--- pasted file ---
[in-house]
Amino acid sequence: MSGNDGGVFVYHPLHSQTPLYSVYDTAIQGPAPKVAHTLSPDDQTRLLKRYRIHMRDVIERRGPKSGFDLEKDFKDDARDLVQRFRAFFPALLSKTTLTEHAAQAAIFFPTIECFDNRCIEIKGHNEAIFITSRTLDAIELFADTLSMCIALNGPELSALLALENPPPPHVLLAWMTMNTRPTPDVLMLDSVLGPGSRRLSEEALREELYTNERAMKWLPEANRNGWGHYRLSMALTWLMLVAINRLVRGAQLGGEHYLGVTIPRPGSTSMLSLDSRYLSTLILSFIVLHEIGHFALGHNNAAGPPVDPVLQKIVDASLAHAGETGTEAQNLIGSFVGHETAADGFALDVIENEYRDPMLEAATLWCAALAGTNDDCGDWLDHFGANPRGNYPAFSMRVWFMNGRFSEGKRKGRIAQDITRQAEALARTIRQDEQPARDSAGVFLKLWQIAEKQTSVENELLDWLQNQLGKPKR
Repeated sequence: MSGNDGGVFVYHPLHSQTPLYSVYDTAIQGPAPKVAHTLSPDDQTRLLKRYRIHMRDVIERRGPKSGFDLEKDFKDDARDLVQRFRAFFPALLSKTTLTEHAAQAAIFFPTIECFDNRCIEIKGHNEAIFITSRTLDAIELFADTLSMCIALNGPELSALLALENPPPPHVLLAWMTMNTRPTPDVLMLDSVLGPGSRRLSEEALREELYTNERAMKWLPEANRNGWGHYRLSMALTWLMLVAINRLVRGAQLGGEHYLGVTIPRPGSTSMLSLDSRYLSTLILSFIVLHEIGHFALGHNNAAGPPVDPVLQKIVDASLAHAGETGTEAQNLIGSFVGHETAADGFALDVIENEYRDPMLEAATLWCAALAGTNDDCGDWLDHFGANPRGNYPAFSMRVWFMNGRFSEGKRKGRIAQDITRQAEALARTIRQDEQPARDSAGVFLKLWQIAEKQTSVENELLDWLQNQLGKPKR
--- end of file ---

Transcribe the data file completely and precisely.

[in-house]
Amino acid sequence: MSGNDGGVFVYHPLHSQTPLYSVYDTAIQGPAPKVAHTLSPDDQTRLLKRYRIHMRDVIERRGPKSGFDLEKDFKDDARDLVQRFRAFFPALLSKTTLTEHAAQAAIFFPTIECFDNRCIEIKGHNEAIFITSRTLDAIELFADTLSMCIALNGPELSALLALENPPPPHVLLAWMTMNTRPTPDVLMLDSVLGPGSRRLSEEALREELYTNERAMKWLPEANRNGWGHYRLSMALTWLMLVAINRLVRGAQLGGEHYLGVTIPRPGSTSMLSLDSRYLSTLILSFIVLHEIGHFALGHNNAAGPPVDPVLQKIVDASLAHAGETGTEAQNLIGSFVGHETAADGFALDVIENEYRDPMLEAATLWCAALAGTNDDCGDWLDHFGANPRGNYPAFSMRVWFMNGRFSEGKRKGRIAQDITRQAEALARTIRQDEQPARDSAGVFLKLWQIAEKQTSVENELLDWLQNQLGKPKR
Repeated sequence: MSGNDGGVFVYHPLHSQTPLYSVYDTAIQGPAPKVAHTLSPDDQTRLLKRYRIHMRDVIERRGPKSGFDLEKDFKDDARDLVQRFRAFFPALLSKTTLTEHAAQAAIFFPTIECFDNRCIEIKGHNEAIFITSRTLDAIELFADTLSMCIALNGPELSALLALENPPPPHVLLAWMTMNTRPTPDVLMLDSVLGPGSRRLSEEALREELYTNERAMKWLPEANRNGWGHYRLSMALTWLMLVAINRLVRGAQLGGEHYLGVTIPRPGSTSMLSLDSRYLSTLILSFIVLHEIGHFALGHNNAAGPPVDPVLQKIVDASLAHAGETGTEAQNLIGSFVGHETAADGFALDVIENEYRDPMLEAATLWCAALAGTNDDCGDWLDHFGANPRGNYPAFSMRVWFMNGRFSEGKRKGRIAQDITRQAEALARTIRQDEQPARDSAGVFLKLWQIAEKQTSVENELLDWLQNQLGKPKR